Take the 2-minute tour ×
Stack Overflow is a question and answer site for professional and enthusiast programmers. It's 100% free, no registration required.

all.

I want to link a library which calls "malloc()" function. However, my target environment is different one and malloc() is supplied as inline-function.

How can I make the library's call to malloc direct to my target environment's malloc() routine?

Is it any way to change the exported function name? If so I can code my_malloc() first and export it as malloc() and link the library to that one:

#include <my_environment.h>  // malloc() is inline function declared there 
void my_malloc (void) {
   malloc (void);             
}

More specifically, the library is one from linux distro so it depends on libc. but my environment is embedded one and has no libc library and malloc(), free(), ... are custom-implemented. Some are inline functions and some are library functions.

share|improve this question
1  
On which operating system are you working? If on Linux, learn about LD_PRELOAD ! –  Basile Starynkevitch Aug 29 '12 at 7:40
    
I work on embedded environment. :-( –  cwyang Aug 29 '12 at 7:46
    
But is it an embedded Linux target operating system? What is the target operating system? How do you link your program?? –  Basile Starynkevitch Aug 29 '12 at 7:46
    
Edit the library binary, replacing the character sequence "malloc" with "mylloc"? –  Thomas Padron-McCarthy Aug 29 '12 at 7:49
    
I manually link my program with custom library like this: $ ld -o a.out $(OBJS) -lmy_embedded library –  cwyang Aug 29 '12 at 7:51

3 Answers 3

up vote 15 down vote accepted

The GNU linker (ld) supports a --wrap=functionname parameter. I'll simply quote the documentation from the man page as it includes an example which should do exactly what you need:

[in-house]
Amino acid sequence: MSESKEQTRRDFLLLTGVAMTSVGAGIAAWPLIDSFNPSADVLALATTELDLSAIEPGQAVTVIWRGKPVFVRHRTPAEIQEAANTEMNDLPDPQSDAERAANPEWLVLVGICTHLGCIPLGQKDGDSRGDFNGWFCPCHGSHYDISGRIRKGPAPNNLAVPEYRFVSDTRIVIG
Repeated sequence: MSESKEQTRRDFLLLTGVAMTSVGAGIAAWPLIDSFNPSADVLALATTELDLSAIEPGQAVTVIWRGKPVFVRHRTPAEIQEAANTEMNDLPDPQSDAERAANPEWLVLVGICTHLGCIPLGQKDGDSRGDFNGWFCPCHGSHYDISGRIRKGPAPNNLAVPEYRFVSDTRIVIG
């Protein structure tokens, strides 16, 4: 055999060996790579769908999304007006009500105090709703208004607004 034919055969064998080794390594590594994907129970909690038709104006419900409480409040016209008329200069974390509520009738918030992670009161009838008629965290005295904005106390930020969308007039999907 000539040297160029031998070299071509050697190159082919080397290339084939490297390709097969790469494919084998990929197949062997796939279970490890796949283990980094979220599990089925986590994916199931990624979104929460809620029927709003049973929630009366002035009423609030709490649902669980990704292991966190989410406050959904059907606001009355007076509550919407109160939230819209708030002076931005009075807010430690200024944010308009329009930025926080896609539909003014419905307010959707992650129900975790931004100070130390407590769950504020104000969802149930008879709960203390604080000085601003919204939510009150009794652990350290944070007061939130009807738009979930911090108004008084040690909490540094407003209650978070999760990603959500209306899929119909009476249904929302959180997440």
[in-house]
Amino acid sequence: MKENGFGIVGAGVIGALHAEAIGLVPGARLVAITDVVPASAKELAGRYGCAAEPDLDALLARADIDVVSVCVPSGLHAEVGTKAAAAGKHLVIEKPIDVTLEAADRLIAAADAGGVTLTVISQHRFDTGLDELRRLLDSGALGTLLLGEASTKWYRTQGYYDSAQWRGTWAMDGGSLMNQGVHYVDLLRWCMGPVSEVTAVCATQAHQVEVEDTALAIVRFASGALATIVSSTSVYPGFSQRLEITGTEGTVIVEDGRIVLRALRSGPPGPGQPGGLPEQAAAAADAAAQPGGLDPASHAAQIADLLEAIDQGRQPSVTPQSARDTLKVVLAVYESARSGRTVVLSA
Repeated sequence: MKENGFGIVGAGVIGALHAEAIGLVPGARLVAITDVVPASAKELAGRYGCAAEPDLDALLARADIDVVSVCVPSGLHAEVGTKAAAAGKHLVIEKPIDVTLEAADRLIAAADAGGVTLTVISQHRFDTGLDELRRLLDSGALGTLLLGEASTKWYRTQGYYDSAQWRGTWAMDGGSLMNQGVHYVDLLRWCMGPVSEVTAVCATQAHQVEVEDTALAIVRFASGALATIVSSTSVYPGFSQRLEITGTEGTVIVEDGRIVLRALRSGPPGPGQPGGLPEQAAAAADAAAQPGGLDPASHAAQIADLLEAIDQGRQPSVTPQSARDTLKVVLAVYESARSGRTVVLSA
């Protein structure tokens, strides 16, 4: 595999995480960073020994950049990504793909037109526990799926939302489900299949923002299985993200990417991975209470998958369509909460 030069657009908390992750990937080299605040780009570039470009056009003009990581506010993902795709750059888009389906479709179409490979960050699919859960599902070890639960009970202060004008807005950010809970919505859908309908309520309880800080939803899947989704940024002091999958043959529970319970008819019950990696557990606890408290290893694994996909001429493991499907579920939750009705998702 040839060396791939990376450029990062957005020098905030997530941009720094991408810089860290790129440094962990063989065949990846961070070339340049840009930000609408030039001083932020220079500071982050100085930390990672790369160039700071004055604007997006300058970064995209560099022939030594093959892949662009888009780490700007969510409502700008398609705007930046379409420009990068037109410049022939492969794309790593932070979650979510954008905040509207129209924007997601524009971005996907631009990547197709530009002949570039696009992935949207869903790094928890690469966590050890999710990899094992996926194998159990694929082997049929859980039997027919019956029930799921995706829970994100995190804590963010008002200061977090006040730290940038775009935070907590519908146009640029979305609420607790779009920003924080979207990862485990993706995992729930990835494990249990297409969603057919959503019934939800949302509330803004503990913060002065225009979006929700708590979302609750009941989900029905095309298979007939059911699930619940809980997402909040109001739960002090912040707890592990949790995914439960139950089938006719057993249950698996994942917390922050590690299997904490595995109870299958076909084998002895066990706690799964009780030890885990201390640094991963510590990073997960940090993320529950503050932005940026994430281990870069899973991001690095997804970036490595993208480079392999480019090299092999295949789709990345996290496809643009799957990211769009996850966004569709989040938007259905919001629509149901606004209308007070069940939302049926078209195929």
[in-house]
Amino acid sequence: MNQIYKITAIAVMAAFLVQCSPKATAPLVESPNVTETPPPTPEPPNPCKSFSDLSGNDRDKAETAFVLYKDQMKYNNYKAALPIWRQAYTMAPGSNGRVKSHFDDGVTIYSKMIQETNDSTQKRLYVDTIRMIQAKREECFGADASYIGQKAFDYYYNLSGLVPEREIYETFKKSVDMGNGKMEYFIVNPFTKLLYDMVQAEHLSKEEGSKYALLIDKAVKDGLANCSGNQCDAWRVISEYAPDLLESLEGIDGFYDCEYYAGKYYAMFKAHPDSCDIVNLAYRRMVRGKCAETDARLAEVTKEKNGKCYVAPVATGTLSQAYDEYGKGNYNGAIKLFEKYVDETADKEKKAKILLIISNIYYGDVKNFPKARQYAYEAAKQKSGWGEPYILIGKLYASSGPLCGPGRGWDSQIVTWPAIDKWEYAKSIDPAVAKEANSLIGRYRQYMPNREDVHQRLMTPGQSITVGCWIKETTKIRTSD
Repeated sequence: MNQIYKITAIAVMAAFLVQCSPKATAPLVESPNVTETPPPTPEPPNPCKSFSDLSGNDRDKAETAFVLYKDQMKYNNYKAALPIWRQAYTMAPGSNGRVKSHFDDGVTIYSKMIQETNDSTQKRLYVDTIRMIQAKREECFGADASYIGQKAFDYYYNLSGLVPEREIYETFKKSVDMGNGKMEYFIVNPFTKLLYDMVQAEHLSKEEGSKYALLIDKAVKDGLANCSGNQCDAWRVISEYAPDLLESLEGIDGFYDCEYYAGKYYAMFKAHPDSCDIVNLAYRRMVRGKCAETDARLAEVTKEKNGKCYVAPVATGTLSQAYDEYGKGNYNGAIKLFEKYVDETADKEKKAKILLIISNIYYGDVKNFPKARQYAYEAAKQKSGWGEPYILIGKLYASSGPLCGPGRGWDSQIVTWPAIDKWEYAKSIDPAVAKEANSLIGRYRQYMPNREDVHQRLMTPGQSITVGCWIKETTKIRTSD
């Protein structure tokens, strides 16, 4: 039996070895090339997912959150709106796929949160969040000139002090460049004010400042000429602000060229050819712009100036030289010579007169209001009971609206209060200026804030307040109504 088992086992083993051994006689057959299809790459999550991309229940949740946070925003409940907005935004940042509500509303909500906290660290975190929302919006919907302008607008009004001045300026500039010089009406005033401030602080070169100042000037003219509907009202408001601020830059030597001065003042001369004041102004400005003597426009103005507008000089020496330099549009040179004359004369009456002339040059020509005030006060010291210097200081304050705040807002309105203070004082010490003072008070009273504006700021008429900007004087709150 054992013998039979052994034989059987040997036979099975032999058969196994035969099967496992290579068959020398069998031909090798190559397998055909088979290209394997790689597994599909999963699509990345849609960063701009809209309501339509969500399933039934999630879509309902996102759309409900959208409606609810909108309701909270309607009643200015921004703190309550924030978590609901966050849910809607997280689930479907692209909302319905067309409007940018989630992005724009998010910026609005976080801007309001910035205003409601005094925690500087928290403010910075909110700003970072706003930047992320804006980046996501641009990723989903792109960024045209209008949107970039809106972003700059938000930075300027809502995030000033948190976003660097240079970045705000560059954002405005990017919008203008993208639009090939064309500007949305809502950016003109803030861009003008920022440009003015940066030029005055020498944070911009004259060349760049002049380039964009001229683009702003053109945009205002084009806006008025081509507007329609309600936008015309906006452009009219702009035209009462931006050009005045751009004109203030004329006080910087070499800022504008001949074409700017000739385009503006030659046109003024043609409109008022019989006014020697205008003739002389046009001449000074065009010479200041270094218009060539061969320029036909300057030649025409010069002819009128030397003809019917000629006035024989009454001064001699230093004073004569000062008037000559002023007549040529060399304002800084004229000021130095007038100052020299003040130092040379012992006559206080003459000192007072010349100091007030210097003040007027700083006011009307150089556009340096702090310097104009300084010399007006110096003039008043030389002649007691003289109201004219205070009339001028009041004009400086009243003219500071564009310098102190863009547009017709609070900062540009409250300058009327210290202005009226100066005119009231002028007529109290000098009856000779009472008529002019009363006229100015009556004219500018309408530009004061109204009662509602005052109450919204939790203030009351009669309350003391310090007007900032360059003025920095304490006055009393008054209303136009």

--wrap=symbol Use a wrapper function for symbol. Any undefined reference to symbol will be resolved to "__wrap_symbol". Any undefined reference to "__real_symbol" will be resolved to symbol.

This can be used to provide a wrapper for a system function. The wrapper function should be called "__wrap_symbol". If it wishes to call the system function, it should call "__real_symbol".

Here is a trivial example:

void *
__wrap_malloc (size_t c)
{
    printf ("malloc called with %zu\n", c);
    return __real_malloc (c);
}

If you link other code with this file using --wrap malloc, then all calls to "malloc" will call the function "__wrap_malloc" instead. The call to "__real_malloc" in "__wrap_malloc" will call the real "malloc" function.

You may wish to provide a "__real_malloc" function as well, so that links without the --wrap option will succeed. If you do this, you should not put the definition of "__real_malloc" in the same file as "__wrap_malloc"; if you do, the assembler may resolve the call before the linker has a chance to wrap it to "malloc".

share|improve this answer
    
You are my hero! Cannot vote up for lacking reputation. :-D –  cwyang Aug 29 '12 at 7:54

I think the alias attribute might solve your problem:

alias ("target")
    The alias attribute causes the declaration to be emitted as an alias for another symbol, which must be specified. For instance,

              void __f () { /* Do something. */; }
              void f () __attribute__ ((weak, alias ("__f")));


    defines `f' to be a weak alias for `__f'. In C++, the mangled name for the target must be used. It is an error if `__f' is not defined in the same translation unit.

    Not all target machines support this attribute.

http://gcc.gnu.org/onlinedocs/gcc/Function-Attributes.html

share|improve this answer
    
Maybe I misunderstand, but wouldn't this require having the source code to the library? –  Thomas Padron-McCarthy Aug 29 '12 at 7:43
    
@ThomasPadron-McCarthy I thought he wanted to rename my_malloc to malloc, so as to make the next .o use his inlined malloc. –  user1202136 Aug 29 '12 at 7:46
    
Yes user1202136. I want that (if possible). –  cwyang Aug 29 '12 at 7:49

What about:

#define malloc my_malloc
#include <my_environment.h>
#undef malloc

int malloc(size_t sz)
{
   return my_malloc(sz);
}

#define malloc my_malloc
// use your malloc here
share|improve this answer

Your Answer

 
discard

By posting your answer, you agree to the privacy policy and terms of service.

Not the answer you're looking for? Browse other questions tagged or ask your own question.